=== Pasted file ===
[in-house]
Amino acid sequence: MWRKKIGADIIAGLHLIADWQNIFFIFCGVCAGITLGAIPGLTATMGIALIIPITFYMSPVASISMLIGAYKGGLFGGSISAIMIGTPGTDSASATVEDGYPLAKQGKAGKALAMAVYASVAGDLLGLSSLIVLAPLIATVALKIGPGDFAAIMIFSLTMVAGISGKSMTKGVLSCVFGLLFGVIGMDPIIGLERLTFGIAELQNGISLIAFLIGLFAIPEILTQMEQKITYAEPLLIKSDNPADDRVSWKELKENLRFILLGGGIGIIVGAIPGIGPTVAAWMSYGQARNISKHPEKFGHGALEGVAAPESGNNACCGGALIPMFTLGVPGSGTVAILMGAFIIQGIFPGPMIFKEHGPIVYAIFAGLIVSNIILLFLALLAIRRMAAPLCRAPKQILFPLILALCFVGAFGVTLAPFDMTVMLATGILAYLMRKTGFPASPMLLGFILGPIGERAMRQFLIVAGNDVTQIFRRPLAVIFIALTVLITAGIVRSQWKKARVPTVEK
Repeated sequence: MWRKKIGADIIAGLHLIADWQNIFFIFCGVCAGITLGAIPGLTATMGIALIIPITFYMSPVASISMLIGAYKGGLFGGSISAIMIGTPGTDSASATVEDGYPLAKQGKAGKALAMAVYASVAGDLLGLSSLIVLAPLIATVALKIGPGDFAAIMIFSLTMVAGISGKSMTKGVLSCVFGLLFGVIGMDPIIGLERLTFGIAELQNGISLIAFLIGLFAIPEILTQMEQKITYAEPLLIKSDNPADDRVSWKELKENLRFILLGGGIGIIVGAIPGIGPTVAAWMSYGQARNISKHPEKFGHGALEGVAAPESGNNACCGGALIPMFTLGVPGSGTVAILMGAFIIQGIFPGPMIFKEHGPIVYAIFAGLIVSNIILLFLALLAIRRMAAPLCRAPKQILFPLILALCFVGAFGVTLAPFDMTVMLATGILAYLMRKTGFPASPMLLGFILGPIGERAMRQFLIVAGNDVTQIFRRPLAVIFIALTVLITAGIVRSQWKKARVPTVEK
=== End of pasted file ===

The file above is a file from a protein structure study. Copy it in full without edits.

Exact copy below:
[in-house]
Amino acid sequence: MWRKKIGADIIAGLHLIADWQNIFFIFCGVCAGITLGAIPGLTATMGIALIIPITFYMSPVASISMLIGAYKGGLFGGSISAIMIGTPGTDSASATVEDGYPLAKQGKAGKALAMAVYASVAGDLLGLSSLIVLAPLIATVALKIGPGDFAAIMIFSLTMVAGISGKSMTKGVLSCVFGLLFGVIGMDPIIGLERLTFGIAELQNGISLIAFLIGLFAIPEILTQMEQKITYAEPLLIKSDNPADDRVSWKELKENLRFILLGGGIGIIVGAIPGIGPTVAAWMSYGQARNISKHPEKFGHGALEGVAAPESGNNACCGGALIPMFTLGVPGSGTVAILMGAFIIQGIFPGPMIFKEHGPIVYAIFAGLIVSNIILLFLALLAIRRMAAPLCRAPKQILFPLILALCFVGAFGVTLAPFDMTVMLATGILAYLMRKTGFPASPMLLGFILGPIGERAMRQFLIVAGNDVTQIFRRPLAVIFIALTVLITAGIVRSQWKKARVPTVEK
Repeated sequence: MWRKKIGADIIAGLHLIADWQNIFFIFCGVCAGITLGAIPGLTATMGIALIIPITFYMSPVASISMLIGAYKGGLFGGSISAIMIGTPGTDSASATVEDGYPLAKQGKAGKALAMAVYASVAGDLLGLSSLIVLAPLIATVALKIGPGDFAAIMIFSLTMVAGISGKSMTKGVLSCVFGLLFGVIGMDPIIGLERLTFGIAELQNGISLIAFLIGLFAIPEILTQMEQKITYAEPLLIKSDNPADDRVSWKELKENLRFILLGGGIGIIVGAIPGIGPTVAAWMSYGQARNISKHPEKFGHGALEGVAAPESGNNACCGGALIPMFTLGVPGSGTVAILMGAFIIQGIFPGPMIFKEHGPIVYAIFAGLIVSNIILLFLALLAIRRMAAPLCRAPKQILFPLILALCFVGAFGVTLAPFDMTVMLATGILAYLMRKTGFPASPMLLGFILGPIGERAMRQFLIVAGNDVTQIFRRPLAVIFIALTVLITAGIVRSQWKKARVPTVEK